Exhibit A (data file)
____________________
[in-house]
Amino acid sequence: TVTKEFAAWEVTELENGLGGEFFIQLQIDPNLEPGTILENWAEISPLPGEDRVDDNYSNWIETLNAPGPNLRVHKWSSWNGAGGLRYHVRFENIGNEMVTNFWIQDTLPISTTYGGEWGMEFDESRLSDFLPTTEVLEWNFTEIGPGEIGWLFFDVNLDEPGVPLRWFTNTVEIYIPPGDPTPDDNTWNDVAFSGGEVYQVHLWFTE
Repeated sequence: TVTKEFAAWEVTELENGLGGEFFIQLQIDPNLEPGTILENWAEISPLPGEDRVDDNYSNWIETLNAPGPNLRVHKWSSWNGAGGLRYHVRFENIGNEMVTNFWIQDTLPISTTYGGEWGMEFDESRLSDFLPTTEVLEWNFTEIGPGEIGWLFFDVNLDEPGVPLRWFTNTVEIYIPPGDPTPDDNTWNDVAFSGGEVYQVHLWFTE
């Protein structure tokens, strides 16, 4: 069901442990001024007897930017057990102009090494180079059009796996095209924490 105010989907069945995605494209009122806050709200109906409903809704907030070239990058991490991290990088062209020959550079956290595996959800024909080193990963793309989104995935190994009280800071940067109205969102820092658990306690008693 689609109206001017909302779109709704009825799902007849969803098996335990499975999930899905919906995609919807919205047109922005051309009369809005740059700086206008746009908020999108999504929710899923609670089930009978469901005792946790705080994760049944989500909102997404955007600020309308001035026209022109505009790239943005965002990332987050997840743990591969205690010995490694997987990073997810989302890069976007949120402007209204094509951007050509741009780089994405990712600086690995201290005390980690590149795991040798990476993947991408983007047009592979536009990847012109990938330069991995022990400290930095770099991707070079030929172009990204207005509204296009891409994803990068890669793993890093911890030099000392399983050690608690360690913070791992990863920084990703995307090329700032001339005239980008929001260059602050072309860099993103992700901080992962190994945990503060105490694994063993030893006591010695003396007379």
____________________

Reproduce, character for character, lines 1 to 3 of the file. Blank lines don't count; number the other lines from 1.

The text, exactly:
[in-house]
Amino acid sequence: TVTKEFAAWEVTELENGLGGEFFIQLQIDPNLEPGTILENWAEISPLPGEDRVDDNYSNWIETLNAPGPNLRVHKWSSWNGAGGLRYHVRFENIGNEMVTNFWIQDTLPISTTYGGEWGMEFDESRLSDFLPTTEVLEWNFTEIGPGEIGWLFFDVNLDEPGVPLRWFTNTVEIYIPPGDPTPDDNTWNDVAFSGGEVYQVHLWFTE
Repeated sequence: TVTKEFAAWEVTELENGLGGEFFIQLQIDPNLEPGTILENWAEISPLPGEDRVDDNYSNWIETLNAPGPNLRVHKWSSWNGAGGLRYHVRFENIGNEMVTNFWIQDTLPISTTYGGEWGMEFDESRLSDFLPTTEVLEWNFTEIGPGEIGWLFFDVNLDEPGVPLRWFTNTVEIYIPPGDPTPDDNTWNDVAFSGGEVYQVHLWFTE